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The leaves of the common dandelion are used raw in salads. Acton 1845 says that "The slight bitterness of its flavour is to many persons very agreeable; and it is often served at well-appointed tables."

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Original Receipt in Evelyn 1699;

22. Dandelion, Dens Leonis, Condrilla: Macerated in several Waters, to extract the bitterness; tho' somewhat opening, is very wholsome, and little inferior to succory, Endive, &c. The French Country-People eat the Roots; and 'twas with this homely sallet, the Good-Wife Hecate entertain'd Theseus.

Original Receipt from 'Modern Cookery for Private Families' by Eliza Acton (Acton 1845);

(Very wholesome.)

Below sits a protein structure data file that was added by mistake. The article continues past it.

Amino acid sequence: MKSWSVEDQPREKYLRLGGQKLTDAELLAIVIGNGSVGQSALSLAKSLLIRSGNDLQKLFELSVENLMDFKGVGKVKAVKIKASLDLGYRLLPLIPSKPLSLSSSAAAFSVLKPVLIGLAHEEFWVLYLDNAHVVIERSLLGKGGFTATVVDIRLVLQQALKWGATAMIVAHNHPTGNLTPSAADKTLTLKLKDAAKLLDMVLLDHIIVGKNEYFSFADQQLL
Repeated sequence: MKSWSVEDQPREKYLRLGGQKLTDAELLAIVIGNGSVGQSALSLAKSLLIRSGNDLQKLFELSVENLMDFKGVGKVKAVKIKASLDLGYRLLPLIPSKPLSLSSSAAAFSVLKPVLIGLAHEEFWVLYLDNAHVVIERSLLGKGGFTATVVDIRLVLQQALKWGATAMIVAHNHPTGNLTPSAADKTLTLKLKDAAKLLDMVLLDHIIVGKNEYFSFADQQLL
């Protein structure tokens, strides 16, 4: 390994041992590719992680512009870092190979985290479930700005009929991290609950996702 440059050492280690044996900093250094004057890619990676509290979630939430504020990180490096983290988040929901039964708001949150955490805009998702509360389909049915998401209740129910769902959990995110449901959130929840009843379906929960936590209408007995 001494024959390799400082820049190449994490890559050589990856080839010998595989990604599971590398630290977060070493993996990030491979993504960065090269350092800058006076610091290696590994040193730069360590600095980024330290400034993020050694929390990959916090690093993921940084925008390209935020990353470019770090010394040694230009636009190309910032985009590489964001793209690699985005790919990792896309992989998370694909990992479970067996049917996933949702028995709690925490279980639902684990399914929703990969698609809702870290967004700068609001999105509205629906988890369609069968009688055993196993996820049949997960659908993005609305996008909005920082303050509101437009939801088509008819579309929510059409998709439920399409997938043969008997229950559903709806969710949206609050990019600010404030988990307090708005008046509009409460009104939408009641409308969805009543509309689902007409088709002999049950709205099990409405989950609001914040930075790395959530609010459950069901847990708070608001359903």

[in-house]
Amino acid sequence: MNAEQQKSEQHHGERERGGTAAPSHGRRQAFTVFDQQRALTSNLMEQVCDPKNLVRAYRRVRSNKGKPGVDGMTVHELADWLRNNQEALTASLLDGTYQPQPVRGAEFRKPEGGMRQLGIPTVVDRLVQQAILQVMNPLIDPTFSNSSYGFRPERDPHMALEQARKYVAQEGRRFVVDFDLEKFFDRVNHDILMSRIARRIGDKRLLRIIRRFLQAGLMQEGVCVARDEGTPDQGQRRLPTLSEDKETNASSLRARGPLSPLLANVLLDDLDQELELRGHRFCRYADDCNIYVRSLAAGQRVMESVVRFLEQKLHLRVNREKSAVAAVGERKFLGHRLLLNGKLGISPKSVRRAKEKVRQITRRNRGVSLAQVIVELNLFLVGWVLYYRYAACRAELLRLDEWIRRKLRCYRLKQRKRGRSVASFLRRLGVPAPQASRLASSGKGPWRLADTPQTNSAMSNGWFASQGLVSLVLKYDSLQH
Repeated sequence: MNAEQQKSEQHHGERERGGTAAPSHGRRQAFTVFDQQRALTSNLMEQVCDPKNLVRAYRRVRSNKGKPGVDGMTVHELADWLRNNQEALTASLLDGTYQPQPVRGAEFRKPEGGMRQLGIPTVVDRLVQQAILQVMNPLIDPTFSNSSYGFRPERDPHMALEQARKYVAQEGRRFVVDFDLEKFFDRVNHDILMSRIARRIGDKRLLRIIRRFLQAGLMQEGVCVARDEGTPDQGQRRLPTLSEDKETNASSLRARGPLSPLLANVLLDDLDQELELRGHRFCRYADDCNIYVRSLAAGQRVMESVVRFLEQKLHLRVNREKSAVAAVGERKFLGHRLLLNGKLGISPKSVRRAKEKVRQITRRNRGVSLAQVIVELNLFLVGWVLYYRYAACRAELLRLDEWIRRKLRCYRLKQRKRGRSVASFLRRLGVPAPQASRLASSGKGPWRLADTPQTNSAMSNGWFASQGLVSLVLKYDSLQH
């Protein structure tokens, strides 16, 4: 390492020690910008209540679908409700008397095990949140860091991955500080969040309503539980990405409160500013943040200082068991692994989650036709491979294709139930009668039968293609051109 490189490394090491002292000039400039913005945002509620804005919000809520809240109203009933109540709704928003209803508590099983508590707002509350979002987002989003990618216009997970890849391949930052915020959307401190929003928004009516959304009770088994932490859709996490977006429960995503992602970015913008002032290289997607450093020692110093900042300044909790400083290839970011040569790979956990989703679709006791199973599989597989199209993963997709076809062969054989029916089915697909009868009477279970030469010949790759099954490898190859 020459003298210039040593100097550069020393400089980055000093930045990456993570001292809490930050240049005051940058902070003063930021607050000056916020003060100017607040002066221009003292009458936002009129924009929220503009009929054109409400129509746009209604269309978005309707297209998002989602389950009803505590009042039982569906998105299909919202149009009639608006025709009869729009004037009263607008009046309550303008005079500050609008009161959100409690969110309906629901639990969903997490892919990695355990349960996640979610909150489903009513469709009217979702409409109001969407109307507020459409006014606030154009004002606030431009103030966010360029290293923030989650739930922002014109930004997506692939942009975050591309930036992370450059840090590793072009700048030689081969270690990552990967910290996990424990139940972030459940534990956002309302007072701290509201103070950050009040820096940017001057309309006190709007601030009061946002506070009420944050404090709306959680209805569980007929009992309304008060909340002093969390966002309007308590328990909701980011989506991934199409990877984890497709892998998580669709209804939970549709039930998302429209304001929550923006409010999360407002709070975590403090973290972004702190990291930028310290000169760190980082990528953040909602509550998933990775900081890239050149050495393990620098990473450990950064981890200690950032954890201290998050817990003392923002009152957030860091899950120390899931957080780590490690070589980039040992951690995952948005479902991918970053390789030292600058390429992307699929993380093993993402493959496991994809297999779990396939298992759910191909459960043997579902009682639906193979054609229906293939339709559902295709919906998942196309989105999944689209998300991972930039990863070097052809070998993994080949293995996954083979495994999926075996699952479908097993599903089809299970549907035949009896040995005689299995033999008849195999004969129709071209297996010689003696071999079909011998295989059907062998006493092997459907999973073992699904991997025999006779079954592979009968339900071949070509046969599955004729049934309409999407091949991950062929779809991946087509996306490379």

This common weed of the fields and highways is an excellent vegetable, the young leaves forming an admirable adjunct to a salad, and much resembling endive when boiled and prepared in the same way, or in any of the modes directed for spinach. The slight bitterness of its flavour is to many persons very agreeable; and it is often served at well-appointed tables. It has also, we believe, the advantage of possessing valuable medicinal qualities. Take the roots before the blossom is at all advanced, if they can readily be found in that state; if not, pluck off and use the young leaves only. Wash them as clean as possible, and boil them tender in a large quantity of water salted as for sprouts or spinach. Drain them well, press them dry with a wooden spoon, and serve them quite plain with melted butter in a tureen; or, squeeze, chop, and heat them afresh, with a seasoning of salt and pepper, a morsel of butter rolled in flour, and a spoonful or two of gravy or cream. A very large portion of the leaves will be required for a dish, as they shrink exceedingly in the cooking. For a salad, take them very young and serve them entire, or break them quite small with the fingers; then wash and drain them. Dress them with oil and vinegar, or with any other sauce which may be preferred with them

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